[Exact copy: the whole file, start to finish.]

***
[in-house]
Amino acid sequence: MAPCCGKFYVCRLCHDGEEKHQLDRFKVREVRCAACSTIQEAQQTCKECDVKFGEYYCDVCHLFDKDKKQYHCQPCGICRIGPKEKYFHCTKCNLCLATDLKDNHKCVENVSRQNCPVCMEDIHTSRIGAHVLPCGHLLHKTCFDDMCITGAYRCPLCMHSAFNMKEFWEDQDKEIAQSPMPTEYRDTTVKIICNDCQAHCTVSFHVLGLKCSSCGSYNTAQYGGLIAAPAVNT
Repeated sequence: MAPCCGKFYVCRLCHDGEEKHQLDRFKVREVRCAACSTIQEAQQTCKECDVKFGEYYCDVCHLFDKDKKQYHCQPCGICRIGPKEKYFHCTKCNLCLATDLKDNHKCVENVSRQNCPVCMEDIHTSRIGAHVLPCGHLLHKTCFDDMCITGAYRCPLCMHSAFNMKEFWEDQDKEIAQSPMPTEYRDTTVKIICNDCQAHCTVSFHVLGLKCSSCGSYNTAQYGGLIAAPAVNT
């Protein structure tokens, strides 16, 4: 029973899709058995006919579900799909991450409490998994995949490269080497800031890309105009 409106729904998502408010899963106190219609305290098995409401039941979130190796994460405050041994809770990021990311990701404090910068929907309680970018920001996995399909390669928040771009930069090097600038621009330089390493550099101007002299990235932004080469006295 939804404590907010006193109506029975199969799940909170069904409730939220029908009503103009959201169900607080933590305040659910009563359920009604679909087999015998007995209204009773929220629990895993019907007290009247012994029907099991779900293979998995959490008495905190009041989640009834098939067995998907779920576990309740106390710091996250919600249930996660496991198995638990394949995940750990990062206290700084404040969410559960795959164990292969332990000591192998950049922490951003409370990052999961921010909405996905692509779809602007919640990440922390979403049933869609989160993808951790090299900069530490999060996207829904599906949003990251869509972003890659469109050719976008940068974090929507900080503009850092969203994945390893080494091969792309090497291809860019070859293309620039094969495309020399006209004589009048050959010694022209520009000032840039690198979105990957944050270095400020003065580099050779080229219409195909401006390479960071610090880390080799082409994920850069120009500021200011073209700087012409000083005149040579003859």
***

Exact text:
[in-house]
Amino acid sequence: MAPCCGKFYVCRLCHDGEEKHQLDRFKVREVRCAACSTIQEAQQTCKECDVKFGEYYCDVCHLFDKDKKQYHCQPCGICRIGPKEKYFHCTKCNLCLATDLKDNHKCVENVSRQNCPVCMEDIHTSRIGAHVLPCGHLLHKTCFDDMCITGAYRCPLCMHSAFNMKEFWEDQDKEIAQSPMPTEYRDTTVKIICNDCQAHCTVSFHVLGLKCSSCGSYNTAQYGGLIAAPAVNT
Repeated sequence: MAPCCGKFYVCRLCHDGEEKHQLDRFKVREVRCAACSTIQEAQQTCKECDVKFGEYYCDVCHLFDKDKKQYHCQPCGICRIGPKEKYFHCTKCNLCLATDLKDNHKCVENVSRQNCPVCMEDIHTSRIGAHVLPCGHLLHKTCFDDMCITGAYRCPLCMHSAFNMKEFWEDQDKEIAQSPMPTEYRDTTVKIICNDCQAHCTVSFHVLGLKCSSCGSYNTAQYGGLIAAPAVNT
């Protein structure tokens, strides 16, 4: 029973899709058995006919579900799909991450409490998994995949490269080497800031890309105009 409106729904998502408010899963106190219609305290098995409401039941979130190796994460405050041994809770990021990311990701404090910068929907309680970018920001996995399909390669928040771009930069090097600038621009330089390493550099101007002299990235932004080469006295 939804404590907010006193109506029975199969799940909170069904409730939220029908009503103009959201169900607080933590305040659910009563359920009604679909087999015998007995209204009773929220629990895993019907007290009247012994029907099991779900293979998995959490008495905190009041989640009834098939067995998907779920576990309740106390710091996250919600249930996660496991198995638990394949995940750990990062206290700084404040969410559960795959164990292969332990000591192998950049922490951003409370990052999961921010909405996905692509779809602007919640990440922390979403049933869609989160993808951790090299900069530490999060996207829904599906949003990251869509972003890659469109050719976008940068974090929507900080503009850092969203994945390893080494091969792309090497291809860019070859293309620039094969495309020399006209004589009048050959010694022209520009000032840039690198979105990957944050270095400020003065580099050779080229219409195909401006390479960071610090880390080799082409994920850069120009500021200011073209700087012409000083005149040579003859």